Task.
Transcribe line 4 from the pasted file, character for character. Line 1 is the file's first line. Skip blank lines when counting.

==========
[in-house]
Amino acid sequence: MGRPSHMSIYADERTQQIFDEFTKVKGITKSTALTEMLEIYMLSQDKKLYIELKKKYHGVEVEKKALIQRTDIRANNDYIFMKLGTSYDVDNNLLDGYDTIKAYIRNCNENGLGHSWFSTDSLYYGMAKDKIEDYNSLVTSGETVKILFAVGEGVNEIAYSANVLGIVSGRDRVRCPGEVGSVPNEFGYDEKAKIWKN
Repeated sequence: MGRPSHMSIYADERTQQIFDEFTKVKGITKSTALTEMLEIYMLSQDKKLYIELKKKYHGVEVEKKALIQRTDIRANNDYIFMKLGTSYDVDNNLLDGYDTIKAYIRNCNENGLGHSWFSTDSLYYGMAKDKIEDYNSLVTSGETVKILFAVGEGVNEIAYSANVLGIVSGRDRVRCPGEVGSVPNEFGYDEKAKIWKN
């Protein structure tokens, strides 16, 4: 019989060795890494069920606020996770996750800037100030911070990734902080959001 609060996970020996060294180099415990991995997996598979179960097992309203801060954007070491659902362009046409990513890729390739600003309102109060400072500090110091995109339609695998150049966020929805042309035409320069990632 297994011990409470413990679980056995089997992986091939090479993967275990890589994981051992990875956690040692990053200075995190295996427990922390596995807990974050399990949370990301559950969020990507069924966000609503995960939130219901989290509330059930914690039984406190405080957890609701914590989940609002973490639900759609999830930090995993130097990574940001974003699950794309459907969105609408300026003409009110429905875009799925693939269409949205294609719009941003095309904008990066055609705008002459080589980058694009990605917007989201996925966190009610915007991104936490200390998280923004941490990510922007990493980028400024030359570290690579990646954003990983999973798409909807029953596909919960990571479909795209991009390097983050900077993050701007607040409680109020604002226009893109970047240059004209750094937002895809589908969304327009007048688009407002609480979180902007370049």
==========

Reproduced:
């Protein structure tokens, strides 16, 4: 019989060795890494069920606020996770996750800037100030911070990734902080959001 609060996970020996060294180099415990991995997996598979179960097992309203801060954007070491659902362009046409990513890729390739600003309102109060400072500090110091995109339609695998150049966020929805042309035409320069990632 297994011990409470413990679980056995089997992986091939090479993967275990890589994981051992990875956690040692990053200075995190295996427990922390596995807990974050399990949370990301559950969020990507069924966000609503995960939130219901989290509330059930914690039984406190405080957890609701914590989940609002973490639900759609999830930090995993130097990574940001974003699950794309459907969105609408300026003409009110429905875009799925693939269409949205294609719009941003095309904008990066055609705008002459080589980058694009990605917007989201996925966190009610915007991104936490200390998280923004941490990510922007990493980028400024030359570290690579990646954003990983999973798409909807029953596909919960990571479909795209991009390097983050900077993050701007607040409680109020604002226009893109970047240059004209750094937002895809589908969304327009007048688009407002609480979180902007370049």